Flour Beetles

WAREHOUSE BEETLE
This small, oval beetle is a common pest of many types of artifacts. The adult is a tiny black beetle with white or lightly colored markings on its back. The larvae are orange-brown in color and look hairy. Warehouse beetles feed primarily on animal products, but will readily feed on grain and cereal products. The hairs of the larvae can cause allergic reactions in sensitive individuals especially when swallowed.

Food: This beetle is a voracious feeder and will feed on a wide variety of items including: seeds, dead animals, cereals, corn, corn meal, nut meats, dried vegetables and plant material and fish meal.
Life Cycle: The life cycle from egg to adult can be completed in 43 days, but they can stay in diapause (hibernation) for up to two years.
Trap Use and Placement: The male Warehouse Beetle is extremely attracted to the pheromone Bullet Lures. No Survivor traps are hung in areas where botanicals are stored. Traps can be hung along a wall or placed on shelves or within drawers where herbarium storage takes place.
Trogoderma

CIGARETTE BEETLE (Lasioderma serricorne)

This destructive insect is a serious pest of dried plant material. It can also cause serious damage to books. The Cigarette beetle is a small brown beetle measuring 2-3 mm in length. The Cigarette beetle is closely related to the Drugstore beetle which can cause difficulty in identification. However, with some training they can be distinguished easily. The Cigarette beetle has wings covered in small hairs whereas the Drugstore beetle's wings have rows of punctations.

Food: This beetle feeds on a great diversity of edible and non edible products. They may infest stored food products such as spices, rice, dry pet foods, as well as seeds, pharmaceuticals, and books among many other materials. It is especially important as a pest of tobacco products.

Life Cycle: Females lay the eggs in the larval food and hatch in 6 to 10 days. The larval period lasts 5 to 10 weeks. The pupal period lasts 2 to 3 weeks. The entire life cycle takes about 10 to 12 weeks. Adults live up to a month.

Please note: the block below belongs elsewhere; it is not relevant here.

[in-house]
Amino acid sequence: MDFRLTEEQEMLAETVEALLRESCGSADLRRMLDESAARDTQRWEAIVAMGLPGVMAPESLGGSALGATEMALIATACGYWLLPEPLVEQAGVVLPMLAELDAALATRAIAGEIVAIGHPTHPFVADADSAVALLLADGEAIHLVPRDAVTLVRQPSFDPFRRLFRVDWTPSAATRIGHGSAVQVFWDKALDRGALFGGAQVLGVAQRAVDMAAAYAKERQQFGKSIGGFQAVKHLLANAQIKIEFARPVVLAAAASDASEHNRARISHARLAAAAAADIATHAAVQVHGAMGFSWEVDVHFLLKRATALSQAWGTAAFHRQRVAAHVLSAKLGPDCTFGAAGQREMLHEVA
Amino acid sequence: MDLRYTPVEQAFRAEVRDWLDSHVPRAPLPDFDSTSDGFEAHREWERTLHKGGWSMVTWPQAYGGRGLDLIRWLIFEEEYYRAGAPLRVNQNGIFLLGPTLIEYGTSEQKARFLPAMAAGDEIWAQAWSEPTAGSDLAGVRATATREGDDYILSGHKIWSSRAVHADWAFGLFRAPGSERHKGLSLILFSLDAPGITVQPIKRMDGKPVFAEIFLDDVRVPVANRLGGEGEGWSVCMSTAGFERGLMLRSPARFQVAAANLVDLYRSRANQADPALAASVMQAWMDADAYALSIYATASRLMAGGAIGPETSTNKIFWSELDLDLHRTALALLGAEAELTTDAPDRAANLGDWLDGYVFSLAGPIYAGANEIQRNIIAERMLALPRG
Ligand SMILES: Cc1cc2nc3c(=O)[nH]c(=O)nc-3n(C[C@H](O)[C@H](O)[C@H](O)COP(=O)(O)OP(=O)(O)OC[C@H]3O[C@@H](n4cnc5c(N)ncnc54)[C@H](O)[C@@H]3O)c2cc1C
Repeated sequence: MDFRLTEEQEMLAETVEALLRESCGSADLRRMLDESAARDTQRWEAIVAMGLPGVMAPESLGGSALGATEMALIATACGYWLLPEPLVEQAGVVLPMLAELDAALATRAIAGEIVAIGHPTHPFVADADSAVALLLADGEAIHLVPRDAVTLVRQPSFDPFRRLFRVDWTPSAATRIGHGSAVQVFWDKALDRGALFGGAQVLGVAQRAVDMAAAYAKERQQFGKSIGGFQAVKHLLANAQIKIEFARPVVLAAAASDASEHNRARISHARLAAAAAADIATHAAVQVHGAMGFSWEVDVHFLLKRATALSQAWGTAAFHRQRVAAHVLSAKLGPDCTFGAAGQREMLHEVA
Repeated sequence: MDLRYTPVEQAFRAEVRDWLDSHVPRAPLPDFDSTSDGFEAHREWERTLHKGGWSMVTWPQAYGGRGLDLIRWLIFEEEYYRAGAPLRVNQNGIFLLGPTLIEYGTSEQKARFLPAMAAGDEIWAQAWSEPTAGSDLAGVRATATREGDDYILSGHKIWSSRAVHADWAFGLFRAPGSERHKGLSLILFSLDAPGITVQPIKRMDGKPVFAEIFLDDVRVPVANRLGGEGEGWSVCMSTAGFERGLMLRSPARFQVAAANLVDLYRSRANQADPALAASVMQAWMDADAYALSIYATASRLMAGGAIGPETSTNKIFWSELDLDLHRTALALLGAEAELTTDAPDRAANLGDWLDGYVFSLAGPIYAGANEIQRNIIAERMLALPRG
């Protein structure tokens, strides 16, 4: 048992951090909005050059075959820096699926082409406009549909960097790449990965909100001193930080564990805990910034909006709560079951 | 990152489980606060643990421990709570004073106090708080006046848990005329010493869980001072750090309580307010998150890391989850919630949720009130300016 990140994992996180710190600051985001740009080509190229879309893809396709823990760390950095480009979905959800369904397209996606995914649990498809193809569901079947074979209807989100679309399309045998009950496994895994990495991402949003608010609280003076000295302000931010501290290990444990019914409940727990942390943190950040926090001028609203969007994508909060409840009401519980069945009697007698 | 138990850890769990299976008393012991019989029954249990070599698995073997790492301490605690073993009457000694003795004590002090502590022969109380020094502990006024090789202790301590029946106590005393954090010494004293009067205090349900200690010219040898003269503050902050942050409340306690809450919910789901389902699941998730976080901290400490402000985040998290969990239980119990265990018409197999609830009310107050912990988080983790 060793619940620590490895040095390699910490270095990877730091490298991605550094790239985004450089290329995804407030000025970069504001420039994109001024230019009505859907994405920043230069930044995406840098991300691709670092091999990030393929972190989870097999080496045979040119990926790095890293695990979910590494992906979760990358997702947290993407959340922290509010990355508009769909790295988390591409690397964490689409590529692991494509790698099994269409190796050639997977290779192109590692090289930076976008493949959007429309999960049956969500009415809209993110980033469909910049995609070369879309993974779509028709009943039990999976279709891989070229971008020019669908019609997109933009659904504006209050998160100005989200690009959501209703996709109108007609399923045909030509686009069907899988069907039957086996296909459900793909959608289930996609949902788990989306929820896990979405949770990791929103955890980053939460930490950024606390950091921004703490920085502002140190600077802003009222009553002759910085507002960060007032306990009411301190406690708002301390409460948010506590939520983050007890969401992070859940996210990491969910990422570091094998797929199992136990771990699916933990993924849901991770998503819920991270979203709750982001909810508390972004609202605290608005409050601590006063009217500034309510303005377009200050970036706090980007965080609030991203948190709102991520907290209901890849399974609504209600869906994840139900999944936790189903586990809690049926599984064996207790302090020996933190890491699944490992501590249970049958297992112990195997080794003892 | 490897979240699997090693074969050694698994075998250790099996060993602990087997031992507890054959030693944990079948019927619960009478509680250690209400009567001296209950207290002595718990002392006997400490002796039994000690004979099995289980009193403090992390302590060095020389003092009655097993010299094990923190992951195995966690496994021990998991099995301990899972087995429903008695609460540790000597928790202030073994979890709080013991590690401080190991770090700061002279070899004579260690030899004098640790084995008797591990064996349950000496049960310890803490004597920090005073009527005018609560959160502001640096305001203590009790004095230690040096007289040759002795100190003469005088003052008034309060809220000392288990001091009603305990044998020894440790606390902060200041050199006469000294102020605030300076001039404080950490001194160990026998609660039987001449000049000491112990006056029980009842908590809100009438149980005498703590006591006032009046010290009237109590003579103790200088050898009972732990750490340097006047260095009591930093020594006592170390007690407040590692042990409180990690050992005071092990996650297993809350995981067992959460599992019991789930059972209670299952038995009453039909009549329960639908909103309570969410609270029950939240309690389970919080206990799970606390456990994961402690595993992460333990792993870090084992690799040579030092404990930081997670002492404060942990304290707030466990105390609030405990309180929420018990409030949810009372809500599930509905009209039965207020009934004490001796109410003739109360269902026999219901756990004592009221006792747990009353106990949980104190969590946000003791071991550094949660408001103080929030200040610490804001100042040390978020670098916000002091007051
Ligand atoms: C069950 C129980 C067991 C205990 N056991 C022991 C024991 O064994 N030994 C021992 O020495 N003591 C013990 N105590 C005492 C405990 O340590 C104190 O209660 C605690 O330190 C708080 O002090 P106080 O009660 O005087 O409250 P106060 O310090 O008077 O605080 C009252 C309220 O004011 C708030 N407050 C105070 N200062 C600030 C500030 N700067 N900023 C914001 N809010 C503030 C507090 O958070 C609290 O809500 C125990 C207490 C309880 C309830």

Trap Use and Placement: There are three trap designs available for this beetle. No Survivor traps are hung in areas where foods are stored, while the Serrico trap and Tobacco Beetle Trap can be hung along a wall or placed on shelves with stored food or on the floor in these areas. These traps should be protected from sunlight and wind during use.

Cigarette Beetle Adult and Larvae

DRUGSTORE BEETLE (Stegobium paniceum)

Food: This insect is also a common pest of dried plant matter. It can cause serious damage to books and preserved plant material.

Life Cycle: Females lay the eggs one-by-one in the larval food source. The larval period lasts from four to five months. The cocoon lasts 12 to 18 days. The complete life cycle takes about seven months.

Trap use and Placement: This trap is currently unavailable. Check with Insects Limited for future availability.

Stegobium

LARDER BEETLE( Dermestes lardarius)
The adult is a dark brown to black beetle, 7 to 9 mm in length, with a pale yellow six spotted band on the back of the abdomen. The undersurface as well as the legs are covered with fine yellow hairs.
Food: Ham, bacon, meats, cheese, dried pet foods, dried museum specimens of all kinds, stored tobacco, dried fish, and all hides. The larvae seem to prefer fatty portions of meat rather than lean muscular portions.